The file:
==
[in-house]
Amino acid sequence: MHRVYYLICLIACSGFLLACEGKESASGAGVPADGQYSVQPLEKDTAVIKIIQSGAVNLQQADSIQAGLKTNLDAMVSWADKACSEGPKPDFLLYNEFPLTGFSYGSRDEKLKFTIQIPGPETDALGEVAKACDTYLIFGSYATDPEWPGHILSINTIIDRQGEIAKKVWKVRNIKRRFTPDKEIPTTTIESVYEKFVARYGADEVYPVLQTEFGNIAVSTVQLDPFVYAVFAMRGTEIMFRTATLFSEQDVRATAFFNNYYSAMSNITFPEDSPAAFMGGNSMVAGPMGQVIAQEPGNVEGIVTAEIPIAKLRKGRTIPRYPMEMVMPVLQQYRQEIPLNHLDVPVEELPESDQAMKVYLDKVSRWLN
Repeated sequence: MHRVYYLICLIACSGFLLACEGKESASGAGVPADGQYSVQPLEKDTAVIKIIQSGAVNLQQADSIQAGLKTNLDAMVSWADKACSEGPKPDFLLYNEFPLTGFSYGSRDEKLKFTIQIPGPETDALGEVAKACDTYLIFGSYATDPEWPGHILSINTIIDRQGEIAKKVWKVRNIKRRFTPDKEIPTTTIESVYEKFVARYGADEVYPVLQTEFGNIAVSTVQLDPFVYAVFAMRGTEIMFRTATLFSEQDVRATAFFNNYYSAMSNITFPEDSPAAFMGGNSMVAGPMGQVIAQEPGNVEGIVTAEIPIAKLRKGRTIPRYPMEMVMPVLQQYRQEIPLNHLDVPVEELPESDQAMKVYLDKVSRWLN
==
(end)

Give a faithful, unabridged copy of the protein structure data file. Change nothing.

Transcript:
[in-house]
Amino acid sequence: MHRVYYLICLIACSGFLLACEGKESASGAGVPADGQYSVQPLEKDTAVIKIIQSGAVNLQQADSIQAGLKTNLDAMVSWADKACSEGPKPDFLLYNEFPLTGFSYGSRDEKLKFTIQIPGPETDALGEVAKACDTYLIFGSYATDPEWPGHILSINTIIDRQGEIAKKVWKVRNIKRRFTPDKEIPTTTIESVYEKFVARYGADEVYPVLQTEFGNIAVSTVQLDPFVYAVFAMRGTEIMFRTATLFSEQDVRATAFFNNYYSAMSNITFPEDSPAAFMGGNSMVAGPMGQVIAQEPGNVEGIVTAEIPIAKLRKGRTIPRYPMEMVMPVLQQYRQEIPLNHLDVPVEELPESDQAMKVYLDKVSRWLN
Repeated sequence: MHRVYYLICLIACSGFLLACEGKESASGAGVPADGQYSVQPLEKDTAVIKIIQSGAVNLQQADSIQAGLKTNLDAMVSWADKACSEGPKPDFLLYNEFPLTGFSYGSRDEKLKFTIQIPGPETDALGEVAKACDTYLIFGSYATDPEWPGHILSINTIIDRQGEIAKKVWKVRNIKRRFTPDKEIPTTTIESVYEKFVARYGADEVYPVLQTEFGNIAVSTVQLDPFVYAVFAMRGTEIMFRTATLFSEQDVRATAFFNNYYSAMSNITFPEDSPAAFMGGNSMVAGPMGQVIAQEPGNVEGIVTAEIPIAKLRKGRTIPRYPMEMVMPVLQQYRQEIPLNHLDVPVEELPESDQAMKVYLDKVSRWLN